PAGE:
3. When it’s time to serve, stir with a wooden spoon so that the delectable walnut oil is evenly absorbed in the khoresh. Garnish with pomegranate arils (Optional.)

* For a homemade pomegranate-syrup recipe & recommendations re store-bought brands, please refer to this post.

  • If the khoresh is too thick, add water, bring to a gentle boil, and gently boil away, uncovered, till reduced to the desirable consistency.
  • If the khoresh is too thin in texture, bring to a rapid boil without a lid, then continue to cook on very low heat (bubbling gently) till you get the layer of walnut-oil form on the surface and the color turns chocolate brown.

Pour into a big serving bowl and serve hot. A ladle or two of khoresh served over a bed of perfect fluffy rice. Make sure you savor every single bite. For truly, blessed you are!

Noosheh jaan!

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Comments (32)

  • apuginthekitchen 7 years ago Reply

    Wow, you use butternut squash in your fesenjoon, that sounds wonderful and the pictures make me want some. It has been a very long time since I have had this delicious dish. Thank you for posting a recipe, I couldn’t remember all the ingredients and I want to make it asap!

    azita 7 years ago Reply

    the butternut squash is theoretically optional but my mom says it somehow makes all the ingredients and flavors “settle” – if that makes sense. Do make it Suzanne!

  • leduesorelle 7 years ago Reply

    Imagining all of these ingredients mingling together is cause enough for the happy dance!

  • johnnysenough hepburn 7 years ago Reply

    Sounds absolutely amazing. Love everything about this. Especially all of that delicious walnut oil on top!

  • Fae's Twist & Tango 7 years ago Reply

    Very, very delicious post, Azita. Yum and fun read! 😀 Fae.

    azita 7 years ago Reply

    nooshe joonetoon! 😉

  • Anarya Andir 7 years ago Reply

    Man, this sounds delicious! Gotta try it out someday!

  • Anarya Andir 7 years ago Reply

    And definitely interesting to read that it’s faranghi in Farsi – in Hindi a foreigner is called ‘firangi’ (but that’s rather casual)

    azita 7 years ago Reply

    It’s casual in Farsi as well. A little bit more formal would be “khareji” – literally “from the kharej” that is the “outside”, and in formal speech one would say “beeganeh” … language is fascinating!!

    Anarya Andir 7 years ago

    Ha! Even more interesting. Begaane means ‘stranger’ in Hindi :P. Don’t think I can come up with a similar word for kharej.
    Well undoubtedly, whenever I watch Iranian cinema I come across similar words :D. Definitely cool 😀

    azita 7 years ago

    Agree, tracing similarity of words used in various languages is a bit of a thrill. You may enjoy this: we call tomatoes “gojeh faranghi” [gojeh being: plum] … and to delve in a bit more deeply, “faranghi” really means Western, while khareji could be anybody who’s a foreigner … I guess “khareji” is very close to “alien” in English. (less harsh than “alien” though.) … I now plan to queue up a Hindi film or two on Netflix!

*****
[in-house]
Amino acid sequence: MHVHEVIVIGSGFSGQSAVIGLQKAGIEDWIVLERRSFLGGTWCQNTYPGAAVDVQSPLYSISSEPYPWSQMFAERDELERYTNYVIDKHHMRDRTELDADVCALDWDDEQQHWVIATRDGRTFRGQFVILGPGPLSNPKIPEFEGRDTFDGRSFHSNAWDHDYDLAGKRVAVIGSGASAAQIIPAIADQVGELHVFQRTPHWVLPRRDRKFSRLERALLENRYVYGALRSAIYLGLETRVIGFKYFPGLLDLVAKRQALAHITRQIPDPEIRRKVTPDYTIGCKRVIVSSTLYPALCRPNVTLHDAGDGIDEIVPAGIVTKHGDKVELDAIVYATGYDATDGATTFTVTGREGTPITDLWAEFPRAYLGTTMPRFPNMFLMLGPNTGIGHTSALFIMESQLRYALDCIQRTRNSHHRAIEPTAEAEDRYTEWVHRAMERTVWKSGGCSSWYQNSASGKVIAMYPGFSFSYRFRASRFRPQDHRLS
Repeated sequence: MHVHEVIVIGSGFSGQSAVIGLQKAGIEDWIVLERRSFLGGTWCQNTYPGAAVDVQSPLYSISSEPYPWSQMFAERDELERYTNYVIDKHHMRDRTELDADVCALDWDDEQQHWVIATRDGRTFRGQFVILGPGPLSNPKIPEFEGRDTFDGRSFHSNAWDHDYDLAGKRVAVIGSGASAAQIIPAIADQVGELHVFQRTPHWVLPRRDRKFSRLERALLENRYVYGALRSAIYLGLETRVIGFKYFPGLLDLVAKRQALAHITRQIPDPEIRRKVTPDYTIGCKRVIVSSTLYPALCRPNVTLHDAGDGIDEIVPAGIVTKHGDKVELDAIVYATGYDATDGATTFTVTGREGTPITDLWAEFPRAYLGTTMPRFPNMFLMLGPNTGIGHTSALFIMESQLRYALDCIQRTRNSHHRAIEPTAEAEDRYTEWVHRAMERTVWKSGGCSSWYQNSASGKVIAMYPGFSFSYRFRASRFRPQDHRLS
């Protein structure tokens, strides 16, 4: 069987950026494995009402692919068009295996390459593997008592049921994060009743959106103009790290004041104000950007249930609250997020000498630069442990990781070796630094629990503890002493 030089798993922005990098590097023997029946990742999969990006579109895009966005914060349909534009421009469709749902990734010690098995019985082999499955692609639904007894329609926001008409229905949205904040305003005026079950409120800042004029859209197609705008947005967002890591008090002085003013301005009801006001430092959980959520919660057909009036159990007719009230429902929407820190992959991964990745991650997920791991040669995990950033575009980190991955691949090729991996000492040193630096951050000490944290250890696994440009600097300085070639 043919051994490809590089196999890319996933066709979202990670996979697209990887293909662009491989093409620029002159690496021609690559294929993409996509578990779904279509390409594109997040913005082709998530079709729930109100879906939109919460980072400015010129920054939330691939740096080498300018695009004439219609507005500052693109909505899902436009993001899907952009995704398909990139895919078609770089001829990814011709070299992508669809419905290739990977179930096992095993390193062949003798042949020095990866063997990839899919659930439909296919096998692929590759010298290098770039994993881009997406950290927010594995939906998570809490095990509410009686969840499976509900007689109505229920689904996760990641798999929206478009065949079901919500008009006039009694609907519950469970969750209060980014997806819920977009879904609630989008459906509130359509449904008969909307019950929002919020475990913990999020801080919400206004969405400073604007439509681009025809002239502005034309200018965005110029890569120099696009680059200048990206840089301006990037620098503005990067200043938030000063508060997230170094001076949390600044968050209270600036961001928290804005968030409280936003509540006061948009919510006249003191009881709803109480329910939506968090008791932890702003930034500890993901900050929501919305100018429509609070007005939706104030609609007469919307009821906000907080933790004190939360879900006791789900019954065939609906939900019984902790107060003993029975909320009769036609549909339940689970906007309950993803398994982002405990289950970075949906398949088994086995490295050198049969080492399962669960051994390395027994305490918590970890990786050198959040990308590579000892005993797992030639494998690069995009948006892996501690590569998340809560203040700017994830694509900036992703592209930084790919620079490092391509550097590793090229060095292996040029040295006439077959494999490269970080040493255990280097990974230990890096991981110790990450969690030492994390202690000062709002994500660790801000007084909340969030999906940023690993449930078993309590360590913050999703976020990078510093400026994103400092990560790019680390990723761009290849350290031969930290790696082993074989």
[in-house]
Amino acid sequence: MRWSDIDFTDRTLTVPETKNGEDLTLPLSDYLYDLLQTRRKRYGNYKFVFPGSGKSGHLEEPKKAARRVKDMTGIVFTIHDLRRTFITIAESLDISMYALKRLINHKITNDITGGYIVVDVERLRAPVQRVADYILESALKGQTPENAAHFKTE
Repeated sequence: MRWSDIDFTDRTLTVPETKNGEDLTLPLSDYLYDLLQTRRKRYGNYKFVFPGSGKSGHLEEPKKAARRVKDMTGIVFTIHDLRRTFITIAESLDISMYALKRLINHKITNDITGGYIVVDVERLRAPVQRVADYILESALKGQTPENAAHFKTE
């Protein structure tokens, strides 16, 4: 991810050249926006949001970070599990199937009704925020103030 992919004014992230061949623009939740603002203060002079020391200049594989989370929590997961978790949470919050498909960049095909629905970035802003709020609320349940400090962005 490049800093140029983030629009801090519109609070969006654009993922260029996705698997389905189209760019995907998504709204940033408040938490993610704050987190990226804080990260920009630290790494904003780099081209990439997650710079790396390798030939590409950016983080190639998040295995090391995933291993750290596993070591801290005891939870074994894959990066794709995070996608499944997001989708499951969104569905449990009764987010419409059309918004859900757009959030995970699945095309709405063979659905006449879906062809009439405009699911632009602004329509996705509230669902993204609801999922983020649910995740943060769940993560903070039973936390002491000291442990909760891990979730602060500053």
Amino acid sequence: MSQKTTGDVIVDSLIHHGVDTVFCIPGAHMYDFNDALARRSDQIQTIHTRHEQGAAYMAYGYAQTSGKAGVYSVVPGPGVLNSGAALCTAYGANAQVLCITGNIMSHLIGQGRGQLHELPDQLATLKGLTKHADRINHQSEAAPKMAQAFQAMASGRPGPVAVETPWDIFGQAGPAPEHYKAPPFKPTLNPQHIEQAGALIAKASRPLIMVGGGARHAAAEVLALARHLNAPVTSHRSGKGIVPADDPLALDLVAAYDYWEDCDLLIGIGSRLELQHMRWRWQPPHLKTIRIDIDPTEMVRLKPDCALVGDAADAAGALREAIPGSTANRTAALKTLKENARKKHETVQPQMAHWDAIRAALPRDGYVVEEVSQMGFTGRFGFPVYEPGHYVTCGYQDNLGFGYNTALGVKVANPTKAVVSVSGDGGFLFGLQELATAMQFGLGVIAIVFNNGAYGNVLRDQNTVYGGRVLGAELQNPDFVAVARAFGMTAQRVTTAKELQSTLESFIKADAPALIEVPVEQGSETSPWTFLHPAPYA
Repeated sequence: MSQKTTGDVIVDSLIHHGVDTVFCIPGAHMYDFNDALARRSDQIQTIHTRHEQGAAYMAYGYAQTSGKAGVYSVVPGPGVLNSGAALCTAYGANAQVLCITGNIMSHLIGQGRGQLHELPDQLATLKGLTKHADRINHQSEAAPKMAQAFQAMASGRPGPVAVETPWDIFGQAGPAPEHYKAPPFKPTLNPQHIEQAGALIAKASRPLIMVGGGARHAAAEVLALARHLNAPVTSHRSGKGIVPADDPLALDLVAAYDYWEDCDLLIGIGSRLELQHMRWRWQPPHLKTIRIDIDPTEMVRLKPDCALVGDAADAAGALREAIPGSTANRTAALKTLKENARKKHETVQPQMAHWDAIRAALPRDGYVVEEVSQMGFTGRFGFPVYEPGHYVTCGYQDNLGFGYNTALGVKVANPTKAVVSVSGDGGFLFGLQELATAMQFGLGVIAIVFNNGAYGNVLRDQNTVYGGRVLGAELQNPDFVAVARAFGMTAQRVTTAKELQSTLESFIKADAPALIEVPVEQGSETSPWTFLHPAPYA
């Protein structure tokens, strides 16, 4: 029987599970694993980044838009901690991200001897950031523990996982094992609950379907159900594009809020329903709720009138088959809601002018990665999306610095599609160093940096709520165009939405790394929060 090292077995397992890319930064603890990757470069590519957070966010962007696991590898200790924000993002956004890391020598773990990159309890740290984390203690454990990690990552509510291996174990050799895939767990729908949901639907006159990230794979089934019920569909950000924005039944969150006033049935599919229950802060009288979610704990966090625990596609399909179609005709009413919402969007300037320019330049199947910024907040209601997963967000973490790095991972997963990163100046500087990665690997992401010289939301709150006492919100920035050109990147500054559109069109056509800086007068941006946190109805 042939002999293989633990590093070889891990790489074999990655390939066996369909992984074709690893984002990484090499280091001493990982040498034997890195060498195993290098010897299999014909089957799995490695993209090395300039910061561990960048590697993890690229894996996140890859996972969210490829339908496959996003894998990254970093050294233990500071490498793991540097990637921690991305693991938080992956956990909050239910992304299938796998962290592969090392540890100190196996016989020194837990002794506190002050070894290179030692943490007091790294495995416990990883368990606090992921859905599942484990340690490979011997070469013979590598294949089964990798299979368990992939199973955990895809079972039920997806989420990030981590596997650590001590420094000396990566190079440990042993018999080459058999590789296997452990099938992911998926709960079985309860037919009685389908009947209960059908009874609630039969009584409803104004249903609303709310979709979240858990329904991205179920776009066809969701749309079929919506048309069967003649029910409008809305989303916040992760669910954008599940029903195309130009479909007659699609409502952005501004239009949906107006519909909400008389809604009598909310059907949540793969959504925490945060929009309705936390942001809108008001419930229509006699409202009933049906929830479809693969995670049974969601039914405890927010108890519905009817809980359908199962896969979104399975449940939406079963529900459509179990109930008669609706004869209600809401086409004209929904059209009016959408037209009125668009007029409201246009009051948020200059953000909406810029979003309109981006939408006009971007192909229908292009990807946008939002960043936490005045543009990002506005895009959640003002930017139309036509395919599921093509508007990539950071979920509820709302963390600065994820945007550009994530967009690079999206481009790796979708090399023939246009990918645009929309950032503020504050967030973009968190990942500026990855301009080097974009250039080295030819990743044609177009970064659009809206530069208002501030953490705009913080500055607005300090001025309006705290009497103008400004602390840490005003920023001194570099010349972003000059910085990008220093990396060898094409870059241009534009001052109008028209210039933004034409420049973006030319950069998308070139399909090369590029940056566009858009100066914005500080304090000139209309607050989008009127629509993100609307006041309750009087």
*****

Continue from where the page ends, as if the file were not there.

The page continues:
• rabirius 7 years ago Reply

    Sounds very delicious!

  • Nirvana 7 years ago Reply

    Yayyyy!!!! Cannot thank you enough for posting this 🙂

    azita 7 years ago Reply

    You are so more than welcome. I HOPE it works out for you. Do let me know! Ok?

  • petit4chocolatier 7 years ago Reply

    Azita, this is amazing! I love the addition of butternut squash and the process of the walnuts. Delicious and beautifully written 🙂

    I am on vacation/spring break this week from the college and will keep checking your blog for new recipes in between stuff!

    azita 7 years ago Reply

    Thank you! Have you ever had it? You really should if not. Truly. Ask Suzanne if you don’t believe me.

  • Darya 7 years ago Reply

    I absolutely ADORE Fesenjoon. Such a delicious, sophisticated, and yet simple enough dish. I make a very simplified and unauthentic version sometimes, but I really should take it a step further and make the real thing some day, and your stew is so nice and thick, it looks delicious!

    azita 7 years ago Reply

    Based on your enthused commentary, I take it you were properly introduced to fessenjoon! Darya, I’d really like to know how you make you inauthentic version. I really really would. p.s. have to share this link with you (a French animated production on Norooz: https://www.youtube.com/watch?feature=player_embedded&v=eNERyi2WNt4) think they did a great job

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  • The High Heel Gourmet 6 years ago Reply

    I love this dish! Thanks for posting.

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  • cookingupthecure 6 years ago Reply

    One of our favorites. I sneak eggplant in mine because I love the combination so much. shhhh! 🙂